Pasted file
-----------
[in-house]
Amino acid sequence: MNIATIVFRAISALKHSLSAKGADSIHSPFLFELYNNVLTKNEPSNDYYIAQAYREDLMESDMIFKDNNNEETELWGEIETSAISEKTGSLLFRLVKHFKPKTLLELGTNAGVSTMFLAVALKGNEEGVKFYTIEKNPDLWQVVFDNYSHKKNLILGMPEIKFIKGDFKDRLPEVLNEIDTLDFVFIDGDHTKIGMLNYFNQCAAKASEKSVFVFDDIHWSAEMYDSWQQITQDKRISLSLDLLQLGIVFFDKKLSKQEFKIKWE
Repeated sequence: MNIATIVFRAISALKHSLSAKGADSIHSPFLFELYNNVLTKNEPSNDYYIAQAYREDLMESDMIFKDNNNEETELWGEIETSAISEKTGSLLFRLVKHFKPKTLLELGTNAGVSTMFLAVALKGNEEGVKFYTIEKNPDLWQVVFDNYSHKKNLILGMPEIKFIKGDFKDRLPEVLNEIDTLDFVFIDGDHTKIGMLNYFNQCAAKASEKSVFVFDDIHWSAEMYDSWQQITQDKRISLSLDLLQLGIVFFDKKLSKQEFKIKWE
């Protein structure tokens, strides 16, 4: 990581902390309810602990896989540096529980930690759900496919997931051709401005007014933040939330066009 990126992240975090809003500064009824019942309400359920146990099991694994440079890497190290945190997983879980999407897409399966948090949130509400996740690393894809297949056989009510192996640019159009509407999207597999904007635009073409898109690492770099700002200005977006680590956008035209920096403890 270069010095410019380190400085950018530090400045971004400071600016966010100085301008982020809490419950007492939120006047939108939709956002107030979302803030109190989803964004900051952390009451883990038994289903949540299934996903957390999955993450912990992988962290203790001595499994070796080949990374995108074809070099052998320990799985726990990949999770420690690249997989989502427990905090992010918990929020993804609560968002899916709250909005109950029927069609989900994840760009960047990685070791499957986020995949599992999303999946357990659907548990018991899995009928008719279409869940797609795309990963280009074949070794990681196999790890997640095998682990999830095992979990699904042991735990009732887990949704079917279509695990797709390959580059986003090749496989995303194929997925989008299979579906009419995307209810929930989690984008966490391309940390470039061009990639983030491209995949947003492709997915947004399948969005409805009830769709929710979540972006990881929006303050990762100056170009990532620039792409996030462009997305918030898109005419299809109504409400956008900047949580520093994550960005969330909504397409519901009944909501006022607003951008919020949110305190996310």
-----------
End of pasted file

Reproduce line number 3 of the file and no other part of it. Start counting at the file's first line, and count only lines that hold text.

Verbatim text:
Repeated sequence: MNIATIVFRAISALKHSLSAKGADSIHSPFLFELYNNVLTKNEPSNDYYIAQAYREDLMESDMIFKDNNNEETELWGEIETSAISEKTGSLLFRLVKHFKPKTLLELGTNAGVSTMFLAVALKGNEEGVKFYTIEKNPDLWQVVFDNYSHKKNLILGMPEIKFIKGDFKDRLPEVLNEIDTLDFVFIDGDHTKIGMLNYFNQCAAKASEKSVFVFDDIHWSAEMYDSWQQITQDKRISLSLDLLQLGIVFFDKKLSKQEFKIKWE